The authors caution that “any new rules, specific to a particular technology, may quickly become obsolete as the pace of development in the FinTech space outstrips the speed of regulatory response.  It is therefore essential that regulatory rules are as technologically neutral and forward thinking as possible – and that these are combined with proactive industry engagement and appropriate practical guidance from the FCA to provide much-needed regulatory certainty and clarity to the industry”.

The authors foresee a bumpy road ahead as industry participant and regulators navigate the potential conflicts between regulatory aims and disruptive FinTech innovation.

If you would like to discuss any of the topics raised further, please contact Jacqui Hatfield on 0207 116 2971 jhatfield@reedsmith.com.  A full copy of the article for Finance Monthly can be accessed on page 20 here.

New “Senior Managers Regime” to be introduced for all financial services firms, including the fund management sector

The Government has confirmed that it will be pushing forward with extending the Senior Managers and Certification Regime to all financial services firms (including investment firms and fund managers), following the Fair and Effective Markets Review (FEMR) report’s recommendation (and Mark Carney’s Mansion House speech indication) of the extension of the SMR to fixed income, commodity and currency markets.  The new regime (for insurers, the Senior Insurance Managers and Certification Regime, or SIMR) will come into force for banking and insurance sector firms from March 2016, leaving the discredited Approved Persons Regime (APR) in place for other financial sector firms.

The Government intends that implementation of the newly extended regime should come into operation during 2018, so there is much still to be finalised as the legislative and consultation process unfolds in the coming months. A key area will be the detail in the Government’s plans for how the ‘principle of proportionality’ will operate to take into account the diversity of firms in the sector – this will be a key area of interest for smaller financial services firms.  As the shape of any universal senior managers regime is likely to follow the SMR and SIMR very closely, we would expect to also see similar grandfathering provisions to ease the transition.  Continue Reading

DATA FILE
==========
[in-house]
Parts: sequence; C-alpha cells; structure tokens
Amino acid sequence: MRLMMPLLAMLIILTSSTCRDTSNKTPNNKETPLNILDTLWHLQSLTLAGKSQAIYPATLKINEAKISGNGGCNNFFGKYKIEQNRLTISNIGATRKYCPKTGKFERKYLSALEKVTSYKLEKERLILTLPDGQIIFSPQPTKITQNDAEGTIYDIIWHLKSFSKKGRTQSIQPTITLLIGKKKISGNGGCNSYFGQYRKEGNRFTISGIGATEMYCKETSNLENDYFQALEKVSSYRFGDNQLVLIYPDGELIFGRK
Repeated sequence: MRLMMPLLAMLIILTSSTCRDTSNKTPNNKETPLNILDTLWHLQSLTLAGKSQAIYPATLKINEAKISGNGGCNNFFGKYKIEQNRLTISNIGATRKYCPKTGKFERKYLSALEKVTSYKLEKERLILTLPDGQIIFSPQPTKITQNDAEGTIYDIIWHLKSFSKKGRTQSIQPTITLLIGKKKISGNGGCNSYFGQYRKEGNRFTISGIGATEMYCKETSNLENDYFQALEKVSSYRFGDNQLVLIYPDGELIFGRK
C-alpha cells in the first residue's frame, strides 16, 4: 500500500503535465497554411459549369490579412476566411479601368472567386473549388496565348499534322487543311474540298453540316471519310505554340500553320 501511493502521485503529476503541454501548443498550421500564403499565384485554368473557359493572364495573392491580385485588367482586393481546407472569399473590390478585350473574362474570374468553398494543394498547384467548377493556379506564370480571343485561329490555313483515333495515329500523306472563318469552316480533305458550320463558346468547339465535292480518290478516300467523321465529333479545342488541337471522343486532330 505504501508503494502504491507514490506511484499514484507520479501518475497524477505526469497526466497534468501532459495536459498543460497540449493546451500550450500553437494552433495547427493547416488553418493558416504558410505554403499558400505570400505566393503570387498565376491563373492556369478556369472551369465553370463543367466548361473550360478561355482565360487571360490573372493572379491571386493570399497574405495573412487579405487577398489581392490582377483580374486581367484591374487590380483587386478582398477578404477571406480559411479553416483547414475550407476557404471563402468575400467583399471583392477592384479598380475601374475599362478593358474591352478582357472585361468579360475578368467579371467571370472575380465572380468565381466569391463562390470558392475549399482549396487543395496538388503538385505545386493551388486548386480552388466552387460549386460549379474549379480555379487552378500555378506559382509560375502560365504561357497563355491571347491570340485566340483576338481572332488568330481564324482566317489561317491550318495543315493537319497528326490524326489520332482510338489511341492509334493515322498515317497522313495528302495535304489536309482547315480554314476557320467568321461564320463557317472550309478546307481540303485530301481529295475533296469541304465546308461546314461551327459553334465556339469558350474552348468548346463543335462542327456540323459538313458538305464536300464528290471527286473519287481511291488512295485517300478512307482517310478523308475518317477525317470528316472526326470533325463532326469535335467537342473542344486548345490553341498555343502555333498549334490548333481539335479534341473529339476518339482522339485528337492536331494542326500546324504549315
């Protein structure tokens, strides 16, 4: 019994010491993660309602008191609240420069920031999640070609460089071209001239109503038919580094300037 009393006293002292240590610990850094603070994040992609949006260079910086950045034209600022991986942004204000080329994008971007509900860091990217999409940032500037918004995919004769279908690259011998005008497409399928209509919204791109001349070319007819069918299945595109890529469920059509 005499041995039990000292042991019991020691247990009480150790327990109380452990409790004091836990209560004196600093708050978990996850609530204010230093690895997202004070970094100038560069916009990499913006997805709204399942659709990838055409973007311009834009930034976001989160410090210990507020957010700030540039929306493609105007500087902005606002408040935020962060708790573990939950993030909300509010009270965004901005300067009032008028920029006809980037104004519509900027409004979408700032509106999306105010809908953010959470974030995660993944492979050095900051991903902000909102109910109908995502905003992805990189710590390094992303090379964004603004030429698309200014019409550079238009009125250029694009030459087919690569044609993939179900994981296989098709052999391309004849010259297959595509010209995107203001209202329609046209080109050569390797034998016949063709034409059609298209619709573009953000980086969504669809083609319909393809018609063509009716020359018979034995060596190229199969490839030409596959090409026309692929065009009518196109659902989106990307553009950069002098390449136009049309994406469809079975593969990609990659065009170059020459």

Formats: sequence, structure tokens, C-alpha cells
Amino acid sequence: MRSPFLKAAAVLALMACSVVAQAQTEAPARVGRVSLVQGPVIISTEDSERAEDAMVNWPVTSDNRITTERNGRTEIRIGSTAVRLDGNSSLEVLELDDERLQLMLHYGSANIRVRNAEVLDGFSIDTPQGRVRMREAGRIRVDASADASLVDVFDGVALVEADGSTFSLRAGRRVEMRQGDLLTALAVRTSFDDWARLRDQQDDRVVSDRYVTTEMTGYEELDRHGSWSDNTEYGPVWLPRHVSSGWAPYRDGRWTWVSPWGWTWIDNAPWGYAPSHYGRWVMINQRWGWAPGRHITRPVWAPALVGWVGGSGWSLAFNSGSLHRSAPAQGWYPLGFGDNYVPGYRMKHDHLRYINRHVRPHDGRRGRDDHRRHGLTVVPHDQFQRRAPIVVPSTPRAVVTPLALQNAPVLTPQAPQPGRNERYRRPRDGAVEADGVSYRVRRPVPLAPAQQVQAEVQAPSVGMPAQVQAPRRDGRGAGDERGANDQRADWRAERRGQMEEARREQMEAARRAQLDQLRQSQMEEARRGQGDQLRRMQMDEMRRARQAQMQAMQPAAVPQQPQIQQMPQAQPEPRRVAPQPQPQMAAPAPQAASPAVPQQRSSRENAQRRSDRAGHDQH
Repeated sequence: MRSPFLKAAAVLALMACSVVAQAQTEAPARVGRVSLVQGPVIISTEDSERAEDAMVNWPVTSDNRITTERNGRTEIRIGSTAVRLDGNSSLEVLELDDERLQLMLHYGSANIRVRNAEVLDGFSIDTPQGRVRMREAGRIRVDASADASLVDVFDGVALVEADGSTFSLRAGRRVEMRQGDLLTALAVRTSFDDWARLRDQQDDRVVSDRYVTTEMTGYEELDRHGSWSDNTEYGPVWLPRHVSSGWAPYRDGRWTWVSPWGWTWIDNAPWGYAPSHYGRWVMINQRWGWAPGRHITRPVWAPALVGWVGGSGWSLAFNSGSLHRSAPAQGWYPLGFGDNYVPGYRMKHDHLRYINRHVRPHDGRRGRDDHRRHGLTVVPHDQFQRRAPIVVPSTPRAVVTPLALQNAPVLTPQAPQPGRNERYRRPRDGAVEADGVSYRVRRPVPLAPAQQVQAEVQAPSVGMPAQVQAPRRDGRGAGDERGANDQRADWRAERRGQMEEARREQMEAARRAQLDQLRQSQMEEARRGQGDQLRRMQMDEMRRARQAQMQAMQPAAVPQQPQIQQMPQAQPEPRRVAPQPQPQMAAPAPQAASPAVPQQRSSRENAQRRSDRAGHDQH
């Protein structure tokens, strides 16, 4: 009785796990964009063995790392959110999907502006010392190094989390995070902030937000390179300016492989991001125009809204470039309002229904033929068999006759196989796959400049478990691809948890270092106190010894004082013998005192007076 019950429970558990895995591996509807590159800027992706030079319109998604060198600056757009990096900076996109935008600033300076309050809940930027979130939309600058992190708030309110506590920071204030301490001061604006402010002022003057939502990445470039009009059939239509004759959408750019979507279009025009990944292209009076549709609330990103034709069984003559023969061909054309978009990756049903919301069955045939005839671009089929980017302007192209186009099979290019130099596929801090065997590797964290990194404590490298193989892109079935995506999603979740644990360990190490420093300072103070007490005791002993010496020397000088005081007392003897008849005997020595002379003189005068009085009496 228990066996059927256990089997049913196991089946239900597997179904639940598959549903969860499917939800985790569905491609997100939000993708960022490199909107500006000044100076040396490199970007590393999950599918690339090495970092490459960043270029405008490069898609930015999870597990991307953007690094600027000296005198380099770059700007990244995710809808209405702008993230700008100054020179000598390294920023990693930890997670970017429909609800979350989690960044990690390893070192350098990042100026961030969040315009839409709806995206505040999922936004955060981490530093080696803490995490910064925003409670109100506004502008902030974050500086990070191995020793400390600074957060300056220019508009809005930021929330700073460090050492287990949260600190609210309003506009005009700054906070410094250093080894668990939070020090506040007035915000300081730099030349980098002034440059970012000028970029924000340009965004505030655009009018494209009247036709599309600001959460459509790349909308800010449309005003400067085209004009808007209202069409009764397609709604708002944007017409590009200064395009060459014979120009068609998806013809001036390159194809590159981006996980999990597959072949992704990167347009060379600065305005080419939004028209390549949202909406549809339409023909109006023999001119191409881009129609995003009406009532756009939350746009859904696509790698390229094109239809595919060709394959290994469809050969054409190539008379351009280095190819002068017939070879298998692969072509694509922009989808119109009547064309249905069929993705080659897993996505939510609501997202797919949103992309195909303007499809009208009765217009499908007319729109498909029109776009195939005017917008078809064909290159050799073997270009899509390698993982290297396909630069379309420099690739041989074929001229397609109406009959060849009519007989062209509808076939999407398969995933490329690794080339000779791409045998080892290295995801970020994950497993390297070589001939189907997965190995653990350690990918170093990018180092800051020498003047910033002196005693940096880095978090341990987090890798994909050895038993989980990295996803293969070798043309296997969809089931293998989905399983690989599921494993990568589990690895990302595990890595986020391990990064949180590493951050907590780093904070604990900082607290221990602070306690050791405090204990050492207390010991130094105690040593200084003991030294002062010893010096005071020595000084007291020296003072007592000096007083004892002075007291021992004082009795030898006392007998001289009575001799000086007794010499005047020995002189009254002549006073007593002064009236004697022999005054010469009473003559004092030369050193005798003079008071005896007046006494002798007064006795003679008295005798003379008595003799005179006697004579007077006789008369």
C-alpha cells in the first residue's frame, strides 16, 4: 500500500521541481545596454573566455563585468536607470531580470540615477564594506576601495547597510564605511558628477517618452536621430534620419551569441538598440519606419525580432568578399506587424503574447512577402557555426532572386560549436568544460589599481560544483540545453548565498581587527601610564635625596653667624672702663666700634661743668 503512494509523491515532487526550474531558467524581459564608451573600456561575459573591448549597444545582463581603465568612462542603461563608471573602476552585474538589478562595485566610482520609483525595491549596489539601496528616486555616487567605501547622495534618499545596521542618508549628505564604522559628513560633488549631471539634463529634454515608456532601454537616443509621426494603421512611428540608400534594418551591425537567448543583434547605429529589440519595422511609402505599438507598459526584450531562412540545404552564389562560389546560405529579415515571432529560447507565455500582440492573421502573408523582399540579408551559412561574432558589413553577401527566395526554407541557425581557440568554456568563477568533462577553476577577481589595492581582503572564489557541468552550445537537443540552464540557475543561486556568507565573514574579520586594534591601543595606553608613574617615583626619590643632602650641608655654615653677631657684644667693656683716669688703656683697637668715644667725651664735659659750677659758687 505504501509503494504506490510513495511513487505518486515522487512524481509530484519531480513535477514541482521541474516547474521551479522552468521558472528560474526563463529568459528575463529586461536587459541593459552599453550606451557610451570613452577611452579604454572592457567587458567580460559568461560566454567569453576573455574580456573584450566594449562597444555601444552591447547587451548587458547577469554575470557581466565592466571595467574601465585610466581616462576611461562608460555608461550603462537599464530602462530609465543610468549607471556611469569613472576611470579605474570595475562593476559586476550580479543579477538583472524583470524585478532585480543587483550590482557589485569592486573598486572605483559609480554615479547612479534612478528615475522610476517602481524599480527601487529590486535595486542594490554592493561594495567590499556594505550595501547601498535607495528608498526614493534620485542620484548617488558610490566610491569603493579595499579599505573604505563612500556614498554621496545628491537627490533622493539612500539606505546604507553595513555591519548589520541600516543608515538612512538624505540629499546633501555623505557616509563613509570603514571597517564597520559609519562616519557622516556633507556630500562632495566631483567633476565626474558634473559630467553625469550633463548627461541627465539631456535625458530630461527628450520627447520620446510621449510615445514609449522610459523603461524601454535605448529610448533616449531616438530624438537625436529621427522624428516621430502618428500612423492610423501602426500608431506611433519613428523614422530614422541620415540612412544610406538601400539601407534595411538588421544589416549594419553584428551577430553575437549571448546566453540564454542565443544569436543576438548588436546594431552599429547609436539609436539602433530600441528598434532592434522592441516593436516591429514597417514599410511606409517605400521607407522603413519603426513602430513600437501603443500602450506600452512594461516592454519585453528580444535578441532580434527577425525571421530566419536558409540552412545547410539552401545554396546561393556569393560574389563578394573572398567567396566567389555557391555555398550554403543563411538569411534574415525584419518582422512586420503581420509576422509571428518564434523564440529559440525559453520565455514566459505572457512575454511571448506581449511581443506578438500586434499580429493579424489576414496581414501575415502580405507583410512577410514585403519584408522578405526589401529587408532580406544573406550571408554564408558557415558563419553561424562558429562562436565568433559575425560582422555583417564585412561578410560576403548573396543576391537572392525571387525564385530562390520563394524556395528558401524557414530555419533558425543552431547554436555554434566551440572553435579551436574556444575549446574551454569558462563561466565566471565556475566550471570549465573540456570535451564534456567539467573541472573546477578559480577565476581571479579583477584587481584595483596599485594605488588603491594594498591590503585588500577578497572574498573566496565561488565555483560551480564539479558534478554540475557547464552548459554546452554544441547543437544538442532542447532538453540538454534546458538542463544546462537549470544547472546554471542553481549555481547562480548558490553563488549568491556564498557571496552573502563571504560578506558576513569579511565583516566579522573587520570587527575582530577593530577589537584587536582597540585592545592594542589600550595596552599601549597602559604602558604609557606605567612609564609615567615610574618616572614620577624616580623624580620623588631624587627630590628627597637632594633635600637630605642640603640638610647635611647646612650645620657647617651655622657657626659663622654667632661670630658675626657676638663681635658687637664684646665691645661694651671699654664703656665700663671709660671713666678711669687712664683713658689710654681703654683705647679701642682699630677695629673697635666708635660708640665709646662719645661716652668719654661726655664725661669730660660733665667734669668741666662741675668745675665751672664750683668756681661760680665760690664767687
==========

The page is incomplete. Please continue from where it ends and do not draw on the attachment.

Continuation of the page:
Addressing Attestations

Attestations are part of the FCA supervisory toolkit used to ensure accountability from senior management in all regulated firms. They are a means by which the FCA can gain personal commitment from an approved person that specific action has been taken or will be taken, often without requiring ongoing regulatory involvement.  We have seen attestations commonly used in conjunction with other FCA supervisory powers, such as following the conclusion of a Skilled Person Review under Section 166 Financial Services and Markets Act 2000.

The most appropriate person (or persons) to make an attestation will very much depend on the situation of the firm, the objectives of the attestation and the particular factual circumstances surrounding the FCA’s request, but we would generally expect most attestations that undertake to take future actions to be made by the most senior individual(s) in the firm who has/have both the necessary authority and responsibility to initiate the changes required.  However, we have seen these being directed towards compliance officers for whom it may not be appropriate to take on the personal liability attestations bring without at least the CEO or a Board member attesting alongside them. Continue Reading